Day 3 of a three day long weekend of tours today, our last day. It was lovely weather to be out and about – lots of sunshine and only patchy cloud, and a light SW breeze to keep the humidity down.
We started the day with a walk out over the grazing marshes at Burnham Overy. There were lots of warblers singing in the hedges, but they weren’t all making themselves easy to see today. A Blackcap was hiding in the bushes from where it we could hear its melodic song, and the Common Whitethroats were being unusually skulking this morning too. A Cetti’s Warbler typically shouted at us from deep in the undergrowth. A Chiffchaff was more amenable, working its way round the leaves in the tops of an oak tree, alternating looking for food and singing.
Chiffchaff – singing in the top of an oak tree by the path
There were plenty of Sedge Warblers along the path too, and even they were not posing quite as well as they normally do today. A Lesser Whitethroat stuck its head out of a hawthorn briefly, then flew round across the path and into another bush.
An approaching family party of Long-tailed Tits gave themselves away with lots of calling, and we stopped and watched them as they fed in the bushes next to us for a short while, the adults busy collecting food and the sooty faced juveniles begging noisily. As quickly as they arrived, they then departed across the path and away down the hedge line.
Long-tailed Tit – a juvenile enjoying the morning sun in the hedge
Stopping to scan the grazing marshes, we could see lots of geese out on the grass – with the winter geese now almost entirely departed, they were mainly Greylag Geese but also several Egyptian Geese with them. There were waders too, Avocets nesting round the little pools which had benefited from some overnight rain, plus a few Lapwings, Oystercatchers and a Redshank, all of which breed here.
Looking ahead, a large white shape in one of the deeper pools further along was a Spoonbill, feeding vigorously, head down, sweeping its bill from side to side as it walked round. We hurried along to where we were alongside it and had a fantastic view of it. It was an adult, with mustard wash across the breast, shaggy crest and, when it lifted its head occasionally, a yellow tip to its black bill.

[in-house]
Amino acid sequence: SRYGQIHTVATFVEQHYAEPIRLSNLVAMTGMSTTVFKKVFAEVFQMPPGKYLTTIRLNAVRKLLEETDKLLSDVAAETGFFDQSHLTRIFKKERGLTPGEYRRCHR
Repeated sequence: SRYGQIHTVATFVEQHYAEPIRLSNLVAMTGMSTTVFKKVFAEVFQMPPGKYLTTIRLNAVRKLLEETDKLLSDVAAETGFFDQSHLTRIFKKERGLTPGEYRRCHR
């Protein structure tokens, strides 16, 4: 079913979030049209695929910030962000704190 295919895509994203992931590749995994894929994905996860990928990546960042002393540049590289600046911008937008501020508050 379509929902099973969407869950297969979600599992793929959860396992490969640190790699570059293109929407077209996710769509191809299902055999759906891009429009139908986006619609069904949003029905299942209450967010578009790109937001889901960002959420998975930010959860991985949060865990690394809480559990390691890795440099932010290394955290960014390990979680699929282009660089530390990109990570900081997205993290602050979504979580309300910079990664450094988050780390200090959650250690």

Spoonbill – feeding in one of the shallow ponds by the path
Some video of the Spoonbill feeding is below:
Eventually, the Spoonbill walked up out of the pool and across the grass, descending into another pool a little further back, so we moved on. A Reed Warbler was singing from the feeds by the ditch as we got to the gate at the far end, and another two Reed Warblers were chasing each other round on the other side of the path. Finally, we found a Sedge Warbler performing as they should, perched high on some brambles, out in the open, singing away.
Climbing up onto the seawall, we could see across the harbour. The tide was out but there were not so many waders here now, with most of the birds which had spent the winter here having departed north for the breeding season. There were a few more Avocets and Redshanks out on the mud.
As we walked past the reedbed, we could hear a Reed Bunting singing and found it perched on the top of a bush right out in the middle of the reeds. We heard a Bearded Tit ping briefly, but we couldn’t see any sign of it. A Marsh Harrier quartered the reeds at the back.
Continuing on out along the seawall, there were several Linnets in the bushes on the edge of the saltmarsh. A Skylark flew in across the path and landed down on the grass. We managed to get it in the scope, just in time to see a small head appear out of the grass next to it, bill open, begging for food, one of its hungry brood. We could hear a Redshank alarm calling and looked over to see a pair on the grazing marsh not far from the fence. The male, much more heavily streaked with black below, was piping loudly from a tussock, while the plainer female fed quietly in the grass.